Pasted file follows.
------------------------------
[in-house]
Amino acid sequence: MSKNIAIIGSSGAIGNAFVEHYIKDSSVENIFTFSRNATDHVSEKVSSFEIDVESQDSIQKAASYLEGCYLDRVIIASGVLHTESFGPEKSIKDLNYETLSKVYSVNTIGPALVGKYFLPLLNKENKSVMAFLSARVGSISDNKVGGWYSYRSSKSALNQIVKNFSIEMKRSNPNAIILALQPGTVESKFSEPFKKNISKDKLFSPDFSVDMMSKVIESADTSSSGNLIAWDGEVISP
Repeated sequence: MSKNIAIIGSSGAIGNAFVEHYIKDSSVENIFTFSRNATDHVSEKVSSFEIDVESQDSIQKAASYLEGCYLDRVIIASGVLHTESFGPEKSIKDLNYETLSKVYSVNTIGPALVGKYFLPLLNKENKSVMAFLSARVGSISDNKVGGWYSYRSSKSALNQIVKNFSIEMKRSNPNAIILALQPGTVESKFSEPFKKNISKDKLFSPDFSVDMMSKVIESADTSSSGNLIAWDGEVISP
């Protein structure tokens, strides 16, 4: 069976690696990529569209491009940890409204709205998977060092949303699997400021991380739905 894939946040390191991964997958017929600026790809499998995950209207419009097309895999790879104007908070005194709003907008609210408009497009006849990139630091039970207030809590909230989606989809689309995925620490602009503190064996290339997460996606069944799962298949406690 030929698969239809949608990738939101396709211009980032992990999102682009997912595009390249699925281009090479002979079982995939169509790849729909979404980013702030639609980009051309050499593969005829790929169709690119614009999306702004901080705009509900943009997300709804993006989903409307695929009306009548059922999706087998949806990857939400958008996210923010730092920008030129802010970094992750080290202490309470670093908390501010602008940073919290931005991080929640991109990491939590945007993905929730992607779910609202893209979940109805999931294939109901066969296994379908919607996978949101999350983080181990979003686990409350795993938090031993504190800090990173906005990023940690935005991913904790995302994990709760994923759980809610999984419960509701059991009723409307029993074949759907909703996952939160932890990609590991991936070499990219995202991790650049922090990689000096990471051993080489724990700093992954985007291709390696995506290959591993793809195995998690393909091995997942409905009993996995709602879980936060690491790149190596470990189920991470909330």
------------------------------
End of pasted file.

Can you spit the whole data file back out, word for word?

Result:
[in-house]
Amino acid sequence: MSKNIAIIGSSGAIGNAFVEHYIKDSSVENIFTFSRNATDHVSEKVSSFEIDVESQDSIQKAASYLEGCYLDRVIIASGVLHTESFGPEKSIKDLNYETLSKVYSVNTIGPALVGKYFLPLLNKENKSVMAFLSARVGSISDNKVGGWYSYRSSKSALNQIVKNFSIEMKRSNPNAIILALQPGTVESKFSEPFKKNISKDKLFSPDFSVDMMSKVIESADTSSSGNLIAWDGEVISP
Repeated sequence: MSKNIAIIGSSGAIGNAFVEHYIKDSSVENIFTFSRNATDHVSEKVSSFEIDVESQDSIQKAASYLEGCYLDRVIIASGVLHTESFGPEKSIKDLNYETLSKVYSVNTIGPALVGKYFLPLLNKENKSVMAFLSARVGSISDNKVGGWYSYRSSKSALNQIVKNFSIEMKRSNPNAIILALQPGTVESKFSEPFKKNISKDKLFSPDFSVDMMSKVIESADTSSSGNLIAWDGEVISP
């Protein structure tokens, strides 16, 4: 069976690696990529569209491009940890409204709205998977060092949303699997400021991380739905 894939946040390191991964997958017929600026790809499998995950209207419009097309895999790879104007908070005194709003907008609210408009497009006849990139630091039970207030809590909230989606989809689309995925620490602009503190064996290339997460996606069944799962298949406690 030929698969239809949608990738939101396709211009980032992990999102682009997912595009390249699925281009090479002979079982995939169509790849729909979404980013702030639609980009051309050499593969005829790929169709690119614009999306702004901080705009509900943009997300709804993006989903409307695929009306009548059922999706087998949806990857939400958008996210923010730092920008030129802010970094992750080290202490309470670093908390501010602008940073919290931005991080929640991109990491939590945007993905929730992607779910609202893209979940109805999931294939109901066969296994379908919607996978949101999350983080181990979003686990409350795993938090031993504190800090990173906005990023940690935005991913904790995302994990709760994923759980809610999984419960509701059991009723409307029993074949759907909703996952939160932890990609590991991936070499990219995202991790650049922090990689000096990471051993080489724990700093992954985007291709390696995506290959591993793809195995998690393909091995997942409905009993996995709602879980936060690491790149190596470990189920991470909330």